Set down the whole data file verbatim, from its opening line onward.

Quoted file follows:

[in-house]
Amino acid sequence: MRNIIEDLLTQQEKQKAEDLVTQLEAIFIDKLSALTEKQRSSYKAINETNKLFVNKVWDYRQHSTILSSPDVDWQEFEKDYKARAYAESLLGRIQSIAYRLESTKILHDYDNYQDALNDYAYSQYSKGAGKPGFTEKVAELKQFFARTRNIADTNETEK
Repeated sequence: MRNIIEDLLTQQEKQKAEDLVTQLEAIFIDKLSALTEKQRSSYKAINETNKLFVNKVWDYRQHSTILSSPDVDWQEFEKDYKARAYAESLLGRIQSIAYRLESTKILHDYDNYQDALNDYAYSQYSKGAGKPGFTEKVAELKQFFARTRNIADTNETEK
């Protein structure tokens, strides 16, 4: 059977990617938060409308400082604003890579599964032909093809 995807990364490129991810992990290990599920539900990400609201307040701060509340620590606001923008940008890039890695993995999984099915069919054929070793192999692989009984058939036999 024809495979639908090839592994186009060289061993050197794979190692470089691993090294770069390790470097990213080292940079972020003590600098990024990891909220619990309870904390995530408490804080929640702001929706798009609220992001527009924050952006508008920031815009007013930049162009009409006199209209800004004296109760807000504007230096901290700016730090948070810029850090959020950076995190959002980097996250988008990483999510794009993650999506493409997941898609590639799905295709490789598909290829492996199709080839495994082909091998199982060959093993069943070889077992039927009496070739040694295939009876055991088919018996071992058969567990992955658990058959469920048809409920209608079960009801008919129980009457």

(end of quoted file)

[in-house]
Amino acid sequence: MRNIIEDLLTQQEKQKAEDLVTQLEAIFIDKLSALTEKQRSSYKAINETNKLFVNKVWDYRQHSTILSSPDVDWQEFEKDYKARAYAESLLGRIQSIAYRLESTKILHDYDNYQDALNDYAYSQYSKGAGKPGFTEKVAELKQFFARTRNIADTNETEK
Repeated sequence: MRNIIEDLLTQQEKQKAEDLVTQLEAIFIDKLSALTEKQRSSYKAINETNKLFVNKVWDYRQHSTILSSPDVDWQEFEKDYKARAYAESLLGRIQSIAYRLESTKILHDYDNYQDALNDYAYSQYSKGAGKPGFTEKVAELKQFFARTRNIADTNETEK
């Protein structure tokens, strides 16, 4: 059977990617938060409308400082604003890579599964032909093809 995807990364490129991810992990290990599920539900990400609201307040701060509340620590606001923008940008890039890695993995999984099915069919054929070793192999692989009984058939036999 024809495979639908090839592994186009060289061993050197794979190692470089691993090294770069390790470097990213080292940079972020003590600098990024990891909220619990309870904390995530408490804080929640702001929706798009609220992001527009924050952006508008920031815009007013930049162009009409006199209209800004004296109760807000504007230096901290700016730090948070810029850090959020950076995190959002980097996250988008990483999510794009993650999506493409997941898609590639799905295709490789598909290829492996199709080839495994082909091998199982060959093993069943070889077992039927009496070739040694295939009876055991088919018996071992058969567990992955658990058959469920048809409920209608079960009801008919129980009457």